Peace, one and all…
What does diversity mean? What does difference signify and represent? Why are these things so challenging, and what makes them so deeply threatening?
Difference signifies another way of thinking, of seeing and thus, of doing. Diversity suggests a mutliplicity – not only are we forced to confront ourselves through others, we are forced to come to terms with a vast, bewildering plurality of visions. Perhaps a backward glance might help us acquire some perspective.
If we were to travel back in time to 100, or even 50, years ago the world would seem very different. Although there has always been interaction (because, if nothing else, self and other than self have always been with us), identities were more corporate, more national, more certain.
With the seemingly instant (and certainly insistent) appearance of globalisation identities merge, change and re-form at a much faster rate than in the past. In some ways, what used to take centuries now takes a few years: the slow and careful work of time has been replaced by a rapidly increasing cultural and human velocity (and as has been observed, increased velocity is a sign of downhill motion). Thus, we stand in a time of flux – when old certainties fade, and new ones emerge.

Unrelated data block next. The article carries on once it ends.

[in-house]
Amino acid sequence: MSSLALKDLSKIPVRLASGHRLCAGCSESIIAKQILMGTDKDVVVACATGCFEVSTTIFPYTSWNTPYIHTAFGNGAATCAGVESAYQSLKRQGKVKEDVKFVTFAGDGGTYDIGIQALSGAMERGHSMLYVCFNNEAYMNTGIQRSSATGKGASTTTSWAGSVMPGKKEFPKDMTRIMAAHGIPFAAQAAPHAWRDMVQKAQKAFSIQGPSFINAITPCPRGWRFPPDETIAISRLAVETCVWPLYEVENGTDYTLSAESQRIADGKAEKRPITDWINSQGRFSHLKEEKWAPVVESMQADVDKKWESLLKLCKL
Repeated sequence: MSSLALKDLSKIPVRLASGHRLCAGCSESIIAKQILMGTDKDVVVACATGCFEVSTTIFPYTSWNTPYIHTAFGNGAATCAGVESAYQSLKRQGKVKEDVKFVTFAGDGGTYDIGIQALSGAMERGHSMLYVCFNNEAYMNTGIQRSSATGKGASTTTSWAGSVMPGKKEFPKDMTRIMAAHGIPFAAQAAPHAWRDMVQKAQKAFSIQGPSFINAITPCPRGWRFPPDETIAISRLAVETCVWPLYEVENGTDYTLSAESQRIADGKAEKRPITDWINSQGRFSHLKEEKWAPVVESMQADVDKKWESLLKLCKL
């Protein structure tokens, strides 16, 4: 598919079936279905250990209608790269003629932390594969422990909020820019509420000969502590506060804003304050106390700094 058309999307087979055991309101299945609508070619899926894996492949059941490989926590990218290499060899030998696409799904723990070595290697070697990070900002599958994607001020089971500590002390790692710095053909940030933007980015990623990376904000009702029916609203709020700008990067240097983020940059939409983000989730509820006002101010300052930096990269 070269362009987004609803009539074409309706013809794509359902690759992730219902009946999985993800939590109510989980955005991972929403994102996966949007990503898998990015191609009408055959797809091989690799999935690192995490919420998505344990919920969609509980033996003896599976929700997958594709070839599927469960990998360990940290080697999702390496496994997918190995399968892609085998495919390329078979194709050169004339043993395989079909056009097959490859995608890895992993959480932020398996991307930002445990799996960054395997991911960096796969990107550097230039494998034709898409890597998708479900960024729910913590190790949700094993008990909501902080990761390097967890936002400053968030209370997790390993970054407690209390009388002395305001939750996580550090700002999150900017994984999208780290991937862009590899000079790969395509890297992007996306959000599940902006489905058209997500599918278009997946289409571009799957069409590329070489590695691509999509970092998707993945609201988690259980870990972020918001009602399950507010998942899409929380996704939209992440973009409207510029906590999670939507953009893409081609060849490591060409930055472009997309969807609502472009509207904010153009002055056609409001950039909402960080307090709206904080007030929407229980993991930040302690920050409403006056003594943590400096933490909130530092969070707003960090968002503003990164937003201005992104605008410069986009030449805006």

This raises problems, to be sure. One need only read the newspapers to see this manifest truth. But, this also brings us opportunities. In this contemporary world, it is perhaps easier to challenge and deconstruct the patterns of received life and opinion than it has ever been.
Another implication (or possibility) is that these very differences can help us to see ourselves as individuals. Group identity, that sense of belonging to a place and its history, is important but within this shifting diversity the one common thread, our one common denominator, stands forth more clearly: our shared humanity is that common thread and it is emerging ever clearer.
And, when it becomes sufficiently well developed, we can begin to peel away these narrow layers of ego, we can begin to focus inwardly – for underneath all else – we are all human.
This is why I am not afraid of diversity. Indeed, I welcome, encourage and invite it. Not because I would subsume all of the hard-won identities of others, but rather because I believe that our shared experiences should be shared and understood as belonging to our human store of wisdom, and that they can help us through these difficult transitional times.
And at the end of all things … praise be to God who maketh it so.